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THEATER REVIEW : 'Call Me' Has an Urgent Ring Despite Its Hang-Ups : Backstage's Al Valletta dives into the melancholy tragedy of one-man play.


COSTA MESA — The program notes for the Backstage Theatre's production of Tony Webster's "Call Me Back" inform us that the play's initial life was as a 1961 TV drama, with Art Carney as Tom, the harried ad man who drinks himself into oblivion as he tries to touch base with friends and loved ones by phone.

At the time, this tragi-comic one-man play probably served as a strategic career move for Carney, who was then known to the world as Norton, Jackie Gleason's neighbor on "The Honeymooners."

Now, it serves as a kind of vanity showing for Backstage artistic director Al Valletta. The stocky Valletta may be superficially a very different kind of actor from the then-scrawny Carney, but each has a pugnacity that serves Tom's absolute need to connect--even though everyone seems to hang up on him.

At a certain point, we want to as well, but for different reasons. It's in Tom's nature to insult people, and, naturally, they eventually can't take it anymore.

But since we're eavesdropping on Tom, we can see that he really wants to end the conversations, only he lets the other parties do it for him.

It's an intriguing character flaw, the most intriguing thing about Tom. Once it's established, though, Webster has no equally interesting direction for Tom to take. And we have to sit through all the insults and hang-ups.

That's a shame, too, because Valletta's approach, under Pete Taylor's direction, offers glimpses of real demons that could be unleashed at any moment. Just as he's aware of the phone games he's playing with his ex-boss or ex-wife or estranged father, he's cognizant of how people put him off, and he fights it with the witty rejoinders of a beleaguered urban man.

Tom is trying to get back in his ex-boss's favor--for a job, not his goodwill--but when he's told for the umpteenth time that the boss is in a meeting, Tom wonders if the meetings are electronically triggered when he calls. At another point, he tells a friendly operator that he's "being torn down under a zoning law." Tom's a New York survivor, but his survival kit is getting depleted.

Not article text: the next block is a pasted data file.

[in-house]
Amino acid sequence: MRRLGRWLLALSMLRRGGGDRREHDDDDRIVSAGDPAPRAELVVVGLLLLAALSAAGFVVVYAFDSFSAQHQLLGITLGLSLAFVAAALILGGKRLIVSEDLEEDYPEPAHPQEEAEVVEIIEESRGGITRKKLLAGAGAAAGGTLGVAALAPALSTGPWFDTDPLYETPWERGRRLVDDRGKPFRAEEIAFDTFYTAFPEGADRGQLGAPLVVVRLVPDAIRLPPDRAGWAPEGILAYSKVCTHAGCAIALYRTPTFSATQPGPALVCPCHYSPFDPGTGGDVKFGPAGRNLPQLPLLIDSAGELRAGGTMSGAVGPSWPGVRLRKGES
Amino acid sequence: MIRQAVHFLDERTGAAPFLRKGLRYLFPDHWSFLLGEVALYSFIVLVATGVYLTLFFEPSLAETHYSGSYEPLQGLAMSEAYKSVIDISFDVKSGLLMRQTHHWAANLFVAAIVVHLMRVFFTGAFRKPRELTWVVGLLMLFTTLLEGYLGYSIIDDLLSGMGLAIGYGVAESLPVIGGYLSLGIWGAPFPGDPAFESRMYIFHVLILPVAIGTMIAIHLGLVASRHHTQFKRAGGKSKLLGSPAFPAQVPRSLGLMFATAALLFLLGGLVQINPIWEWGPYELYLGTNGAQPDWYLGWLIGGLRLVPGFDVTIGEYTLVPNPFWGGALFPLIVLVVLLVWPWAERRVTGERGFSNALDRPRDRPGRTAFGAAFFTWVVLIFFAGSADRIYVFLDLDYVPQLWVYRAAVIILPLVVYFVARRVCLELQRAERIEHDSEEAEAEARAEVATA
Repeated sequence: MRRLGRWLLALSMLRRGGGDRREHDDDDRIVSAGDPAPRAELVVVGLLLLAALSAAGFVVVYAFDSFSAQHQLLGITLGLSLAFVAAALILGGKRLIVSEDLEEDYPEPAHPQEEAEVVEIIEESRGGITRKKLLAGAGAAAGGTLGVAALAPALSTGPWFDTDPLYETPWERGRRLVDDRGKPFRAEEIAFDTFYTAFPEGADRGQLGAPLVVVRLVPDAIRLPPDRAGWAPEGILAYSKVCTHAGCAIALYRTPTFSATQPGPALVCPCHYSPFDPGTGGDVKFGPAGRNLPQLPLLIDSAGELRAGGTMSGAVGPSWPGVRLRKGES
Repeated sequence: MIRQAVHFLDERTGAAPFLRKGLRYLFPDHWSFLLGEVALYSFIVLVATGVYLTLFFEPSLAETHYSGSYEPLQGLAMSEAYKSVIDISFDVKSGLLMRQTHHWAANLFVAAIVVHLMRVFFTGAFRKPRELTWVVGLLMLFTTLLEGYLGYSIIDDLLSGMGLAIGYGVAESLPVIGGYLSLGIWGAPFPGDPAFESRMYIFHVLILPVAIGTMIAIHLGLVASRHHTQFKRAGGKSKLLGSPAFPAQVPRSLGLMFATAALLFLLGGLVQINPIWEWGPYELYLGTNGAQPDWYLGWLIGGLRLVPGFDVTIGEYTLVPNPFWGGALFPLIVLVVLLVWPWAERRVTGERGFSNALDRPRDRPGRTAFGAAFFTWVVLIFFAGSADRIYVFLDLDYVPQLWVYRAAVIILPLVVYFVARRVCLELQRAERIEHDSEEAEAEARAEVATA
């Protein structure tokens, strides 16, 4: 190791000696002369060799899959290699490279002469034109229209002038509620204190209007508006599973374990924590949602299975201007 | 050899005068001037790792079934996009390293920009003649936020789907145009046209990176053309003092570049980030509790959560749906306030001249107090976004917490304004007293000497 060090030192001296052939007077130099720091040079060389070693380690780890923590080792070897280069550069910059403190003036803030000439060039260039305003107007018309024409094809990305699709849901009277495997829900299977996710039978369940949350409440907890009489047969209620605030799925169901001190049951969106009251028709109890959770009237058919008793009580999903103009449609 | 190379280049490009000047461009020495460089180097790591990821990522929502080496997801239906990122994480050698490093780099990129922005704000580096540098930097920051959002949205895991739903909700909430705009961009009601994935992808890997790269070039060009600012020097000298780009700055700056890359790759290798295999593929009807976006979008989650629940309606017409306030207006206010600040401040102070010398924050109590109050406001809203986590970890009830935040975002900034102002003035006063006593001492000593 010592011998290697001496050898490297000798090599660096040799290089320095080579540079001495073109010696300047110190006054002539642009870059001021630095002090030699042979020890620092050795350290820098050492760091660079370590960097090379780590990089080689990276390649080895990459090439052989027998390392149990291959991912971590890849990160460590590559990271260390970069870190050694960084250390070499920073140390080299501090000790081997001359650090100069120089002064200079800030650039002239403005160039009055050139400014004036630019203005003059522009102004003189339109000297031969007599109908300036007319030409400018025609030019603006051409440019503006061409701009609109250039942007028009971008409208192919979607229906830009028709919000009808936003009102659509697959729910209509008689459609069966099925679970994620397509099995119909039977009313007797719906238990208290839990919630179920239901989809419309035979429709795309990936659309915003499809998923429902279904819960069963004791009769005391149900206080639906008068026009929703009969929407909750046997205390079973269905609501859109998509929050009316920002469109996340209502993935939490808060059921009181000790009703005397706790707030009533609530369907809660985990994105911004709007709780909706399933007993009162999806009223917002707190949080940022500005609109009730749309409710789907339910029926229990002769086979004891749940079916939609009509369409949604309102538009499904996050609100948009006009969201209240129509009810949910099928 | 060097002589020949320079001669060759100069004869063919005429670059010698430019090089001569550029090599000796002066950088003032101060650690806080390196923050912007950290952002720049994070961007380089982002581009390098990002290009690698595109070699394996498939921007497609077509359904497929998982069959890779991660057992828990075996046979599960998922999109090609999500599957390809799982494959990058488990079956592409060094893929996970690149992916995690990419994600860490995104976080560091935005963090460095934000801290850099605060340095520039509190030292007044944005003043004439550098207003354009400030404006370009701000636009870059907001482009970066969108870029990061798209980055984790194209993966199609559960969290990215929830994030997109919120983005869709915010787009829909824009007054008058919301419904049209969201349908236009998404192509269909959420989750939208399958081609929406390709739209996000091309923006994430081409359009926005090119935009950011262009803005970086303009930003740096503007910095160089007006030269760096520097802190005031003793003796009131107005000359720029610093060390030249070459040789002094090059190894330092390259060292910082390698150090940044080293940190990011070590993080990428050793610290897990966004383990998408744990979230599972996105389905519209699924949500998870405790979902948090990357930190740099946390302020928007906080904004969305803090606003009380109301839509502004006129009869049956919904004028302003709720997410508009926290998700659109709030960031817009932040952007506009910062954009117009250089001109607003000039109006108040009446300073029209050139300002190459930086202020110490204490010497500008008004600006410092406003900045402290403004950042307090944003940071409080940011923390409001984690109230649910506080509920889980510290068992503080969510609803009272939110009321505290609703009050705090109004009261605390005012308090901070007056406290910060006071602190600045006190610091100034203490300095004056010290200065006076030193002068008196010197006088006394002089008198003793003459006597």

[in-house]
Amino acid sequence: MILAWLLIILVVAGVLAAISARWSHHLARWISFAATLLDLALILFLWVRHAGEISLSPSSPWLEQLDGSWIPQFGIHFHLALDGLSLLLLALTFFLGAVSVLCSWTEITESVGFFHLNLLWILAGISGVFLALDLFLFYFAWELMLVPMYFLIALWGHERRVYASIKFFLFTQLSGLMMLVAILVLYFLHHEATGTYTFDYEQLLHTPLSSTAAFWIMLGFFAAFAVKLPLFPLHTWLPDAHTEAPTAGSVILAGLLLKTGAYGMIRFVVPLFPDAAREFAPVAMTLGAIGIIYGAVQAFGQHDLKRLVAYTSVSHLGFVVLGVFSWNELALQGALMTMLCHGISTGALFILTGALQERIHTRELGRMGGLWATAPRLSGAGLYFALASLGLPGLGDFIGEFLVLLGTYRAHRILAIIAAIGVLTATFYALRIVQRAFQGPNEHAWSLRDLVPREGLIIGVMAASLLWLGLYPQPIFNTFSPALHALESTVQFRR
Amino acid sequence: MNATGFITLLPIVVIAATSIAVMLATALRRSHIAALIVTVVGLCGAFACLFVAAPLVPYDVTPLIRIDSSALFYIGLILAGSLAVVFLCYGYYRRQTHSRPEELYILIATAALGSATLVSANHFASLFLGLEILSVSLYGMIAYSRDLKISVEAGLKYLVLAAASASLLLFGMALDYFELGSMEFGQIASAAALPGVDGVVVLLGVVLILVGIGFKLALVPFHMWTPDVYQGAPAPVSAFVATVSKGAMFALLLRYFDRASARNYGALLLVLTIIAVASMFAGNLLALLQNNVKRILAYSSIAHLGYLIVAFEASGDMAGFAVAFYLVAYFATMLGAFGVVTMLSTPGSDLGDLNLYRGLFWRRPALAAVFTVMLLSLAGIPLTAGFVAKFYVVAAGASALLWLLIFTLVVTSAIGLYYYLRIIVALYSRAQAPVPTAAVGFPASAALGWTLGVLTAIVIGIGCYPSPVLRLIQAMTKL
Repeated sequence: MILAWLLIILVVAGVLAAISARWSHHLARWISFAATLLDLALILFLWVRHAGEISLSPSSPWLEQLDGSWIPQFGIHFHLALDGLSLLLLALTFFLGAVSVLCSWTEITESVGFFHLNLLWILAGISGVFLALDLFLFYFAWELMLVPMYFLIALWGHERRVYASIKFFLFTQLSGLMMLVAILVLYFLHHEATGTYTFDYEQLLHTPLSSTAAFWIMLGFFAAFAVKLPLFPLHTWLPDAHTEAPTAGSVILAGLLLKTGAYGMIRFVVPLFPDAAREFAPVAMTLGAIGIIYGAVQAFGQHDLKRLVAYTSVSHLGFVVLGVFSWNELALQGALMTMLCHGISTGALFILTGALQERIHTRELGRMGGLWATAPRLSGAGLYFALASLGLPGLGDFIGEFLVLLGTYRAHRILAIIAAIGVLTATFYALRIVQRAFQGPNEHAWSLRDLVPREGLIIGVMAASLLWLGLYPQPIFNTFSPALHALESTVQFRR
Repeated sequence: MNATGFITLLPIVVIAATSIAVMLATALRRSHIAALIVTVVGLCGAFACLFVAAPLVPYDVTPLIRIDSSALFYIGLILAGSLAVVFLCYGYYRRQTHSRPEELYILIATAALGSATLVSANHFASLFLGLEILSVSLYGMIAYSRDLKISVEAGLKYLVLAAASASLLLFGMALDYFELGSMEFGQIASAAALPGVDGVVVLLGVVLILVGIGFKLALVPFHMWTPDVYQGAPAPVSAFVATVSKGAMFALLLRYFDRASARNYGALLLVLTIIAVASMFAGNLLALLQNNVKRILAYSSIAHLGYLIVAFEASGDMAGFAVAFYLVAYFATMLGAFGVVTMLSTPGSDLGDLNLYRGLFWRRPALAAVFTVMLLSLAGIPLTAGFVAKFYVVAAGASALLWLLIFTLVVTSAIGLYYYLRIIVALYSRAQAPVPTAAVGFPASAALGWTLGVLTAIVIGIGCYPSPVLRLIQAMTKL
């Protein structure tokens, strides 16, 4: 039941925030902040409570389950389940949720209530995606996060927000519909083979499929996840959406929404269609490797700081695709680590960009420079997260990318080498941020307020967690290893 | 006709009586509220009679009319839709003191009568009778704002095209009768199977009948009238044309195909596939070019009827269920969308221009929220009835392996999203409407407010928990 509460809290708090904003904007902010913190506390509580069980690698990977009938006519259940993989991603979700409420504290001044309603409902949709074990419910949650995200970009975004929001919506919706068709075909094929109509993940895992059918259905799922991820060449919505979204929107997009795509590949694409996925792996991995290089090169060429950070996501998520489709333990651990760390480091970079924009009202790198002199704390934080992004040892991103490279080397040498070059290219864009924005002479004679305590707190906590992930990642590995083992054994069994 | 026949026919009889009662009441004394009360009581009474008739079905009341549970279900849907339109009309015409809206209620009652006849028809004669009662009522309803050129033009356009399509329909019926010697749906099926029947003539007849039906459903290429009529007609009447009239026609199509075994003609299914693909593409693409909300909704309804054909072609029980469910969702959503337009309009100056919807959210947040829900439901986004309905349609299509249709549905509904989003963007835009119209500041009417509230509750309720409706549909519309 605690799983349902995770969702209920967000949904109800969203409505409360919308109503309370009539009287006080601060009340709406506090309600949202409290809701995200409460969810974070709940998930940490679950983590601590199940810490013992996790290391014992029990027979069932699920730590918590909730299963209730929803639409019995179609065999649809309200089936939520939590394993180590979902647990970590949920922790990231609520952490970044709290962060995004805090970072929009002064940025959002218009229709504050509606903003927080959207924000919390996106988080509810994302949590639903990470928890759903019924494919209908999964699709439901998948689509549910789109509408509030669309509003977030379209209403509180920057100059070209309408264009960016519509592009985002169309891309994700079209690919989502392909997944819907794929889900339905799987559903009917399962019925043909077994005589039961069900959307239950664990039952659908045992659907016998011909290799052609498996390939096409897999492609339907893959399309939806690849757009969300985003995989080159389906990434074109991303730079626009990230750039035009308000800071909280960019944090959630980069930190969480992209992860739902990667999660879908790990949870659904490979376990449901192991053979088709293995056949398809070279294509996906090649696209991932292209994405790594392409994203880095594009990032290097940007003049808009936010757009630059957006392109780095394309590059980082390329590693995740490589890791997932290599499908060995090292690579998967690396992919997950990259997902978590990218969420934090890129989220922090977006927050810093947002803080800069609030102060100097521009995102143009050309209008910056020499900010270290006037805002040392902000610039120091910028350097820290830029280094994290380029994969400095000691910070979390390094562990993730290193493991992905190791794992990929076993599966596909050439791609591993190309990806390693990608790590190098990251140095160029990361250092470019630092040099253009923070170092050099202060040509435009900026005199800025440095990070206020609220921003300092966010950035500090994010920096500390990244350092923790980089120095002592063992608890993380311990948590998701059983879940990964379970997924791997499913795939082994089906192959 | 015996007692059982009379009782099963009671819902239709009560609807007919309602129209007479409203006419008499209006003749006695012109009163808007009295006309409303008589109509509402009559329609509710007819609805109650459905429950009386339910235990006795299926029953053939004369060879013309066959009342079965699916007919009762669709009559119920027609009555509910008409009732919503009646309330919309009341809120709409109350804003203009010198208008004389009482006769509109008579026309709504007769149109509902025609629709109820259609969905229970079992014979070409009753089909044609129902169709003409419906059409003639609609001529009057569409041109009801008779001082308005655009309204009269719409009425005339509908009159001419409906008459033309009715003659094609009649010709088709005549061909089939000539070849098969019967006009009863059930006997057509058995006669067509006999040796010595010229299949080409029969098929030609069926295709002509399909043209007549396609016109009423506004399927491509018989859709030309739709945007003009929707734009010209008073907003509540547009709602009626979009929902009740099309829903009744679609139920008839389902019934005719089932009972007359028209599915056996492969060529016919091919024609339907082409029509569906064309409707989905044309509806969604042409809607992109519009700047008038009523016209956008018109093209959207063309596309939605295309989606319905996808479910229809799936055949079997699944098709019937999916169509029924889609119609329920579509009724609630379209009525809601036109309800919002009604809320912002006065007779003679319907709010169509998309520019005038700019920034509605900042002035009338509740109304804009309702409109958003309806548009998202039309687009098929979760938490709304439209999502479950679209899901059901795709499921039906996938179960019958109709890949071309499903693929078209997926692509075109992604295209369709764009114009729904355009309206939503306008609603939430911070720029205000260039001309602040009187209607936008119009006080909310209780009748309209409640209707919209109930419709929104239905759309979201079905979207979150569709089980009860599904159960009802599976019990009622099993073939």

His only lifesaver, in fact, is his daughter, Fran, who lives with her mother. The little girl is the reminder of Tom's lost opportunities and shattered family life, but a friend nevertheless. She's also a vehicle for the play's slide into the maudlin, especially after Tom learns that he missed their date to go to the circus.

Eventually, no matter what witty asides Webster tosses in, it's simply not funny watching a middle-aged drunk chug down pills with his whiskey. Talking to his stuffed animals won't do it, nor will trying to stage a bank holdup by phone.

But as the rings seem to grow under Valletta's eyes, and his paunch grows larger, and his back stoops more, you see the image of an actor plunging headfirst into mortality.


Vanity performance it may be, but Valletta's act of losing himself in Tom's collapse recalls not so much Carney as Philip Baker Hall's Richard Nixon in "Secret Honor." Like Hall's Nixon, Valletta's Tom is a haunted man willingly destroying himself by consciously dismantling everything that kept his life together.

This is more of an actor's tragic gesture than the play's, but when you're the only actor on stage, it counts for a lot.

* "Call Me Back," Backstage Theatre, 1599 Superior Ave., Costa Mesa. Thursdays-Saturdays, 8 p.m. Ends May 22. $12-$15. (714) 646-5887. Running time: 2 hours, 20 minutes.

Al Valletta: Tom Wilson

A Backstage Theatre production. Written by Tony Webster. Directed by Pete Taylor. Set design by Rebecca May. Music by Christine Whitaker. Production stage manager: Wayne Mayberry.

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